Teaching Practice 8
To provide productive skill speaking practice in the context of fairness with the aim of improving the students' fluency.
To provide clarification and review of new lexis in the text for the purpose of better understanding the text and broadening their vocabulary.
To provide gist listening practice using Frans de Waal's TED talk as context.
Procedure (36-44 minutes)
Play a brief youtube video to cut down the chatter in the class. https://www.youtube.com/watch?v=gh5xu35bAxA Ask them who is the best in playing Rock-Paper-Scissors. Play rock-paper-scissors with that person but use both hands. Ask the students "if that's ok"... try to elicit the response "That is not fair". "Tell the students that you are going to show them an excerpt from a 2010 publicity video for a British political party. Play the first 20 seconds of the I believe in fairness clip." (Jamie Keddie, lessonstream.org)
"Suggest that the video clip demonstrate the importance of fairness to humans. But despite the importance, the word fairness can be difficult to define." (Jamie Keddie, lessonstream.org) Project the custom made Oxford Dictionary breaking news and tell the students Oxford is looking for one of them to write their new dictionary. Divide the class into groups of three then tell the students to come up with a definition for the word fair. Tell them to use synonyms and collocations if they can. Do some WCFB and error correction if necessary. Then project real dictionary definitions on the board.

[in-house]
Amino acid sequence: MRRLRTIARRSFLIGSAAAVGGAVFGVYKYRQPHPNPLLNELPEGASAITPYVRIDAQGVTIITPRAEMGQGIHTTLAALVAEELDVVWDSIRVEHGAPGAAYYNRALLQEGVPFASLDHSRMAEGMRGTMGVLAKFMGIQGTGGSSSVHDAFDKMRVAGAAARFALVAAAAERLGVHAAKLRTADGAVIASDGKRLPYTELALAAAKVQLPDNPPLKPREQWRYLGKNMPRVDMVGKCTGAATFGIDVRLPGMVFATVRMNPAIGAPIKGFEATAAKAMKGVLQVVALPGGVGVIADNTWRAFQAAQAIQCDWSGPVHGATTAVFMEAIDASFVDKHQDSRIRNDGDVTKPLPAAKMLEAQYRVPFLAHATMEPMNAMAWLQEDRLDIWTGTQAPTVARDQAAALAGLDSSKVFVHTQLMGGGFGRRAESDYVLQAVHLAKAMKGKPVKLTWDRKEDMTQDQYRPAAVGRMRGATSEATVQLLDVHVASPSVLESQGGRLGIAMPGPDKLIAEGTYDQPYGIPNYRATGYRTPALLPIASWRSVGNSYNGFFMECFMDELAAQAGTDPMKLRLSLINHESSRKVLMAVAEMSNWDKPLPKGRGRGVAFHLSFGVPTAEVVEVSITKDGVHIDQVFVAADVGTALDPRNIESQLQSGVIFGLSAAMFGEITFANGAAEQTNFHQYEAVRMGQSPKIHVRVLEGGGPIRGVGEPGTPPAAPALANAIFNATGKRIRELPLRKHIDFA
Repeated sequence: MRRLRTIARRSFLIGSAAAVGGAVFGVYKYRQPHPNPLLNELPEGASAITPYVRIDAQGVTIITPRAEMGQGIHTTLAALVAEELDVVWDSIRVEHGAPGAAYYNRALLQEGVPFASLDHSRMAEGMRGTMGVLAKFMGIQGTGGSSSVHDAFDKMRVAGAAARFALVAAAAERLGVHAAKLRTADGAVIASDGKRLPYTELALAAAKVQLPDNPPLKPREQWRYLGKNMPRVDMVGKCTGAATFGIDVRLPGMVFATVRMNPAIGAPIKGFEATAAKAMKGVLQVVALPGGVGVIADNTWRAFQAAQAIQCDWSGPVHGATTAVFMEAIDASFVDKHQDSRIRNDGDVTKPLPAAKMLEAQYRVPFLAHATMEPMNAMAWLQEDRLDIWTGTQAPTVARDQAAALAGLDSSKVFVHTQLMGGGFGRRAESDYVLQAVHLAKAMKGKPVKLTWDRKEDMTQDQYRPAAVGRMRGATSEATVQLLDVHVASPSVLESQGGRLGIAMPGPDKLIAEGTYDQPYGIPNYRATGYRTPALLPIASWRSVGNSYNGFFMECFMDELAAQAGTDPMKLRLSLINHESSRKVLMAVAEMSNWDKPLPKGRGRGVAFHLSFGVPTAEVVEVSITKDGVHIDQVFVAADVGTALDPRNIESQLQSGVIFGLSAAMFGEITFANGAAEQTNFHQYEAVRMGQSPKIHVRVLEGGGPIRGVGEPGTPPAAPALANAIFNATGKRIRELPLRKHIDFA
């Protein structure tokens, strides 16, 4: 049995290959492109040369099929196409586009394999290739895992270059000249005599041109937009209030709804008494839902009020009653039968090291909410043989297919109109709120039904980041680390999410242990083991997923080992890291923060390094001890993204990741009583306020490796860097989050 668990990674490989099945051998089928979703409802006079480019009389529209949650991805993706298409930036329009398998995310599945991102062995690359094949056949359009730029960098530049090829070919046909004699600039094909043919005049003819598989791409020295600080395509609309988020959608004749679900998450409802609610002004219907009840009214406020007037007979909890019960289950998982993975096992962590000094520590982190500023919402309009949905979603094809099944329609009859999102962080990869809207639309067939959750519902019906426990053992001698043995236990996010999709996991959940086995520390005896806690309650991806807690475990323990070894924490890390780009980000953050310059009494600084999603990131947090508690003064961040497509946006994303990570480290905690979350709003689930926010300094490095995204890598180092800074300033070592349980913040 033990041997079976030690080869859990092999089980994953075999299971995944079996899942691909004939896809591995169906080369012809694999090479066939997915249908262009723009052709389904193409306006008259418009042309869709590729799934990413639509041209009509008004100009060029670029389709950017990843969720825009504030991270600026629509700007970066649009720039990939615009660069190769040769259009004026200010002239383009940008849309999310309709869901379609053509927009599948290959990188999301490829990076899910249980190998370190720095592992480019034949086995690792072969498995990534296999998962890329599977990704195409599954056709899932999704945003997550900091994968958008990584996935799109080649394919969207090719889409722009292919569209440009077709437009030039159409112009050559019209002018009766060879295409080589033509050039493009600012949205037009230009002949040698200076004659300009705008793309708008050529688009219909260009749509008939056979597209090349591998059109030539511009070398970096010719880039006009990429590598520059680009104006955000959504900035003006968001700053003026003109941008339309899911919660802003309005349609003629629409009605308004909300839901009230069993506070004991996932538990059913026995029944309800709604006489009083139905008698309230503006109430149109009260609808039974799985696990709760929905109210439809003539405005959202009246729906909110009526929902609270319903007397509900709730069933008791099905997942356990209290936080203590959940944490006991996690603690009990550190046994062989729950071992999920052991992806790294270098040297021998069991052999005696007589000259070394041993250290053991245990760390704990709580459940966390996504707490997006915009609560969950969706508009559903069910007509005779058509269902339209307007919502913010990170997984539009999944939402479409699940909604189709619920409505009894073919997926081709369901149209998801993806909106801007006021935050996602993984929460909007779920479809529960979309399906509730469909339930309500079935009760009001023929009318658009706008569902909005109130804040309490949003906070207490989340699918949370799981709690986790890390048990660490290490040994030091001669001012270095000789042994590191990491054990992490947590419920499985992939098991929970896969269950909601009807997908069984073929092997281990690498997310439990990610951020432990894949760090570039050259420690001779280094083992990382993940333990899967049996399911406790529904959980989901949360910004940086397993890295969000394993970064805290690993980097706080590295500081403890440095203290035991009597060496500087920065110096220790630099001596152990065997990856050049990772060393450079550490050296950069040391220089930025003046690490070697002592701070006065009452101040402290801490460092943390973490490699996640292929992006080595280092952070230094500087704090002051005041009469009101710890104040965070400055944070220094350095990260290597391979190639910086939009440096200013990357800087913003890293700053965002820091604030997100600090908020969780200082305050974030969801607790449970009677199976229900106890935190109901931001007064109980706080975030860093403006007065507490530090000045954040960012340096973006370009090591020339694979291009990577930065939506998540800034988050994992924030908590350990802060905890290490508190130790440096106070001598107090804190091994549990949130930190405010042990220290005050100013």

Pre-teach important vocabulary that is important for the upcoming task. Do some pronunciation drills for the new words.
Ask the students to close their eyes. Then ask them to think of an incident that involved unfairness or inequity. Divide the class into pairs and let them share their stories with each other. Then do a brief WCFB and some error correction on any collected errors. You can extend the exercise by having every student move two places to the right and then talk to the new person in front of them.
"Tell students that you are going to show them a video in which a man called Frans de Waal demonstrates a famous experiment on fairness." (Jamie Keddie, lessonstream.org) Project the phrases which show what the experiment involves. Ask the students in pairs to try to try to guess what that experiment is and answer the questions on the board. Then have each pair of students discuss what they came up with, with another pair. Do a quick WCFB.
"Play the TED talk Moral behaviour in animals from 12:30 to 15:10. Let your students hear the audio but do not let them see the images. They will be able to hear Frans de Waal’s explanation and compare it with their own ideas. They will also hear audience laughter when the monkey reacts. Find out how much students understood. How did their ideas about the experiment compare with Frans’ explanation? Invite them to speculate on why the audience laughs. In other words, what is the outcome of the experiment?" (Jamie Keddie, lessonstream.org) Let them talk about this in groups of three.
Let the students watch the video. "Tell students that during the lesson, you have conducted your own fairness study. Ask the students to recall the unfairness stories that they shared during step 7. Ask them to decide which of the following categories their story falls into: * In your story, you were a cucumber monkey (i.e. the victim of the unfairness). * In your story, you were a grape monkey (i.e. you benefited from the unfairness). * In your story, you were not directly affected by the unfairness." (Jamie Keddie, lessonstream.org) Most of them will choose a story in which they were a cucumber monkey. Divide them in groups and let them discuss why almost all of them chose stories in which they are cucumber monkeys.